So my problem with fantasy literature? With a few exceptions, it's either just fluff, or it's downright insulting.

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I bet you are anticipating

I bet you are anticipating this, but I have to disagree with you on Novik, but not for the reason you think. I think His Majesty's Dragon is fantasy literature - although I haven't read the other novels in her series so they could devolve into pulp. You also may have missed a major theme that was important and spoke to me directly because you haven't had the opportunity to enjoy it yourself. That would be the notion of parenthood.

You say that none of the characters changed, but I'd argue that the main character, William Laurence went through profound changes. Not just in his social life or career, but how he viewed the world as a whole and how he felt about dragons, Temeraire in particular.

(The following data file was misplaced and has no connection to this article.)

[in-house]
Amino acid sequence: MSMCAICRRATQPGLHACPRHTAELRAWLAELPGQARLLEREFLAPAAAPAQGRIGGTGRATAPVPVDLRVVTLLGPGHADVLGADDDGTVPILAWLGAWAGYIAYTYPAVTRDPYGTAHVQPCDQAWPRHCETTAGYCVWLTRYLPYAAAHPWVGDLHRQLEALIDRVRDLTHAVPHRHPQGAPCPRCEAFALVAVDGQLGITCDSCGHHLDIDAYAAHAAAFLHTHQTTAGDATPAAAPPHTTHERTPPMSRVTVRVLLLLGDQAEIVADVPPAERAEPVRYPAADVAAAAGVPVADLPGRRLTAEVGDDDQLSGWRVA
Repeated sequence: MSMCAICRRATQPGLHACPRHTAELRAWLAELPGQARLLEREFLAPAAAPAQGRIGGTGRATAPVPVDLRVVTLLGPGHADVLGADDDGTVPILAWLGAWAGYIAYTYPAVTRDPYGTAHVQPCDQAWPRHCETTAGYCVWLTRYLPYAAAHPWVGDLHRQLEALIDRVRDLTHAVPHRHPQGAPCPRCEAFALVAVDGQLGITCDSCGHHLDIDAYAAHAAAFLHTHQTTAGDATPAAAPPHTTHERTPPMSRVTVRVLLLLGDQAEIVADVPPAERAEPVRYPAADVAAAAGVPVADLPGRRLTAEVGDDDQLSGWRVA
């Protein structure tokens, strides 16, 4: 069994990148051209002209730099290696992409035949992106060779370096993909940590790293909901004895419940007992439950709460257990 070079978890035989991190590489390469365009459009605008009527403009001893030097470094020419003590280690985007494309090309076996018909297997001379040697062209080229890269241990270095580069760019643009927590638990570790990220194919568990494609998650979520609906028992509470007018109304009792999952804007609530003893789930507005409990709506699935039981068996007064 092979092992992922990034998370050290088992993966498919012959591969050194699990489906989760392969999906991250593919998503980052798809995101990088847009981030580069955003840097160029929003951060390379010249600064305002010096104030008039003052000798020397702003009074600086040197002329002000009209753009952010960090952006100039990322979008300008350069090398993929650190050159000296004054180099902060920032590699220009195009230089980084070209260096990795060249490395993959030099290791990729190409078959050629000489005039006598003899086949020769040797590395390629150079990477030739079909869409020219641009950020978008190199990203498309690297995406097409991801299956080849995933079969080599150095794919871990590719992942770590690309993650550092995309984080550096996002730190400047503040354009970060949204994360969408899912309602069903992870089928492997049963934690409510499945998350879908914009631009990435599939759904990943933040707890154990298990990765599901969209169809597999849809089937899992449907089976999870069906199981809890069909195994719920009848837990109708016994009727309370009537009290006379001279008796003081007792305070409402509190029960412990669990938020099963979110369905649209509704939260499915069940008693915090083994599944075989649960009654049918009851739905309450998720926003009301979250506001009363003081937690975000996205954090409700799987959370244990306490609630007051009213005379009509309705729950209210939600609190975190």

Emily, who is almost done with this book, and I have already discussed how Laurence's changes are almost a perfect mirror for what a new parent goes through and how the act of becoming a parent changes a person in ways they'd never guess or even understand before actually being a parent. What's even more excellent and rare is that the parent in question is a single father. A character concept that is virtually unheard of in any literature.

Novik could've just written a technically superb, in-depth and ultimately boring novel about an actual single father living in some real American city with real American problems and I'd have applauded her for being the next Great American Novel Masturbatory Aid (Please, won't someone poleaxe this damn concept - and do in magical 'realism' at the same time.). But she instead chose to set this story of parenthood in a time that she obviously loves, and definitely knows, and a place where the single father can raise a young child that just happens to be a dragon (sometimes I thought that maybe the dragons were an example of autistic children). Which not only ended up being technically superb (her dialogue and prose were superb for this genre), but also hell of a lot of fun to read. Plus, unlike Card, Lewis, and Pullman she didn't have to preach at us to get her point across.